Commodity procurement is often a race for the lowest price. But too many buyers lose sight of a more primary objective: acquiring a product that fits their use case.
For some use-cases, any mozzarella will do. But not every procurement manager is so fortunate. You likely have goals for meltability, stretchability and browning if you’re procuring mozzarella.
Using whole milk powder to make a white cheese sauce? You’re probably sensitive to the amount of scorched particles in the powder you buy. If you’re not careful, you’ll make queso that looks like vanilla ice cream.
Buying a tight spec product directly from a manufacturer, but looking to grow your volume beyond their capacity? You don’t have time to scour spec sheets from every powder processor in the Western Hemisphere.
Getting product sourcing right requires determining the right product and finding suppliers you trust. In this article, we discuss important product details to consider across a number of dairy ingredients.
Determining the perfect product
The most experienced dairy buyers know what specs they need their ingredients to meet — but many of them learned the hard way. Complaints about caking cheese slices make their way back down the production line and into the procurement office.
Important considerations for cheese products
If you’re processing cheese into a sauce or American slices, you’re likely purchasing barrel cheese and other cheese solids without looking for any tight spec in particular.
Most buyers of block cheese want it for one of the following:
- Shredding for retail sales
- Shredding for food service
If you’re aging cheese, the details of that cheese’s composition will make an impact on the product you develop. European food scientists have studied how seasonal differences in milk composition affect characteristics of aged cheese (due to seasonal changes in feeding practices). And multiple specs have an impact on water activity during the aging process.
All this contributes to stark differences in the matured cheese that hits the shelf, with your brand’s name on the packaging. And we can help you control for whatever fine detail you’d like, by using our expertise in regional, local and even farm-to-farm nuances in dairy practice.
When it comes to sliced and cubed cheese, moisture levels are particularly important. Too dry, and the cheese won’t stand up to processing. But too much moisture leads to caking where the cubes or slices rest against each other in packaging.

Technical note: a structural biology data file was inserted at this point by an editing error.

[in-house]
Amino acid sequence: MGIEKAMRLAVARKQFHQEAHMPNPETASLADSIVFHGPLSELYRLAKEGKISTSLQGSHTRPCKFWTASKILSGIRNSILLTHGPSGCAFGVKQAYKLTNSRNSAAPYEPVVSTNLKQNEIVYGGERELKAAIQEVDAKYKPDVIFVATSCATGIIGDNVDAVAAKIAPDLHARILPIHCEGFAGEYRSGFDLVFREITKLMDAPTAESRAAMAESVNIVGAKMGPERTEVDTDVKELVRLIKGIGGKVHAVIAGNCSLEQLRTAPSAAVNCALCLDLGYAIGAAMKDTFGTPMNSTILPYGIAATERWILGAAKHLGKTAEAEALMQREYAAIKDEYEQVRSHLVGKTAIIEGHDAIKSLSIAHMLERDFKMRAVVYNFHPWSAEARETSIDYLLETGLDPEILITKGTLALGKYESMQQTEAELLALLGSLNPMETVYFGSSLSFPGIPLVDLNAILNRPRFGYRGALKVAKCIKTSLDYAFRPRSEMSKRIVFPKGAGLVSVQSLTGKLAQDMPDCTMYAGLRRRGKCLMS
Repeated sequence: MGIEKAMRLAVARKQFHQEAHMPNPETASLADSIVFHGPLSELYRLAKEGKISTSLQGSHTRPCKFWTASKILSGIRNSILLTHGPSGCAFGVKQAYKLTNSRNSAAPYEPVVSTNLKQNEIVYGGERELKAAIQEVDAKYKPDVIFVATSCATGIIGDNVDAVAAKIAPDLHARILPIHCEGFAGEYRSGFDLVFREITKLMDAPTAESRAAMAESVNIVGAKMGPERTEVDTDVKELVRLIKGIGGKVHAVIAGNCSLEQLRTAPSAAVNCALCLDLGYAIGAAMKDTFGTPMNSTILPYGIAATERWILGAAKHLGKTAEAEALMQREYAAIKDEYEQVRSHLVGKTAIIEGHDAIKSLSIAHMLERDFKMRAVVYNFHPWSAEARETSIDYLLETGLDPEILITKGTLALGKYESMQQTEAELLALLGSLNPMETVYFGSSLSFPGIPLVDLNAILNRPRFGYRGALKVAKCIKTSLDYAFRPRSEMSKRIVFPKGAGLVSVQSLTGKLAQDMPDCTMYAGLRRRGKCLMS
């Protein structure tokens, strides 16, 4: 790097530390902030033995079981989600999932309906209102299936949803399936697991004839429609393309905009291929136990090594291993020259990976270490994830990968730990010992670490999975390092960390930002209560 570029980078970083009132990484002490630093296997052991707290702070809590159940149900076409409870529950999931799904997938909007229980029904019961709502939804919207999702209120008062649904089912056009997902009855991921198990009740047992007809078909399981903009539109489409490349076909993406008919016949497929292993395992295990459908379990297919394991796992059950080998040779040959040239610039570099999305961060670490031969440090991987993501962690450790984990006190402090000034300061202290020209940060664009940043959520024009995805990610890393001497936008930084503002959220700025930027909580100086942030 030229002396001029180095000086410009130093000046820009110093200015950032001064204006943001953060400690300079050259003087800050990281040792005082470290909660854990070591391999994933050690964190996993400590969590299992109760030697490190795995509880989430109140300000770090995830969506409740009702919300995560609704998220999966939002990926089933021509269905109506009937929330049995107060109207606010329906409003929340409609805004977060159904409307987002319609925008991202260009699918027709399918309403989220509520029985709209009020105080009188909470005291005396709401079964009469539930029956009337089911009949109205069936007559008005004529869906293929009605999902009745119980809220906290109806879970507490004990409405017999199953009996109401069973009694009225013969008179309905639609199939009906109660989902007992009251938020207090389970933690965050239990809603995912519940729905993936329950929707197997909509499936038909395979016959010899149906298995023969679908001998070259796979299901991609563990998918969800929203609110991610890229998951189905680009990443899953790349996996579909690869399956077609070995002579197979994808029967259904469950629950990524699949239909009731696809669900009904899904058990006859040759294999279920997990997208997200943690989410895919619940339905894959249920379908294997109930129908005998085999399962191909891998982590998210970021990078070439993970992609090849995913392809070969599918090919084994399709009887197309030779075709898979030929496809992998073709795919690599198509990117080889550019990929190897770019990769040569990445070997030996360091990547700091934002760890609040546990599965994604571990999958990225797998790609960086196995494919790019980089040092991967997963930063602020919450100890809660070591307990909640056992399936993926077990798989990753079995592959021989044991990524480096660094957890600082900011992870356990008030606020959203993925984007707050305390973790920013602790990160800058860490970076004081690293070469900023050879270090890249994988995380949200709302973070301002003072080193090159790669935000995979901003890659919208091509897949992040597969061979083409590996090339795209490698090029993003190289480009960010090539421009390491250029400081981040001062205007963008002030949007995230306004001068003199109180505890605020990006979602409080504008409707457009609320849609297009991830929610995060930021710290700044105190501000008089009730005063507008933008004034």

Moisture levels of various mozzarella cheeses should range from 45% to 60%. Most cheddars have moisture levels between 35% and 39%. And some regions and producers consistently make cheese on one end of that spectrum or the other, due to nuances in their manufacturing processes.
Important considerations for powder products
In terms of powder, some use cases come with important visual specs. Most importantly, the volume of scorched particles, measured against four standard discs, A – D. It’s crucial to know your company’s tolerance for scorched particles when purchasing any dried powder product.
Powder products come with a wide range of compositional specs, suited to a wide range of use cases. For instance, whey with low lactose and high pH typically finds a home on farms for use as animal feed. Its acidic taste makes it a bad fit for human food products like American cheese or nutritional drinks.
If you use milk powder to supplement food products, you probably pay close attention to nutritional specs like protein, lactose and fat content.
Finding the product you need
Knowing what you need is only step one. The most important responsibility you have is to make sure you’ve got a strong supply come production time.
Buyers of tight-spec ingredients often find themselves relying on a single supplier, which incurs some natural supply risks. What if you need to scale production? What if their lines go down for a couple of days?
At Jacoby, product understanding doesn’t stop at the chemistry. We know where to find tight-spec ingredients, and we help dairy buyers diversify their supply chain with a single point of contact.
If you have a lot of experience purchasing dairy ingredients, you probably understand some of these nuances. If you don’t have a lot of experience, you should consider borrowing some of ours on a call.
Want help finding right-fit dairy ingredients?
Reach out. Whether you’re looking to diversify your supply chain, start sourcing a new ingredient or just talk shop, we’d love to listen.
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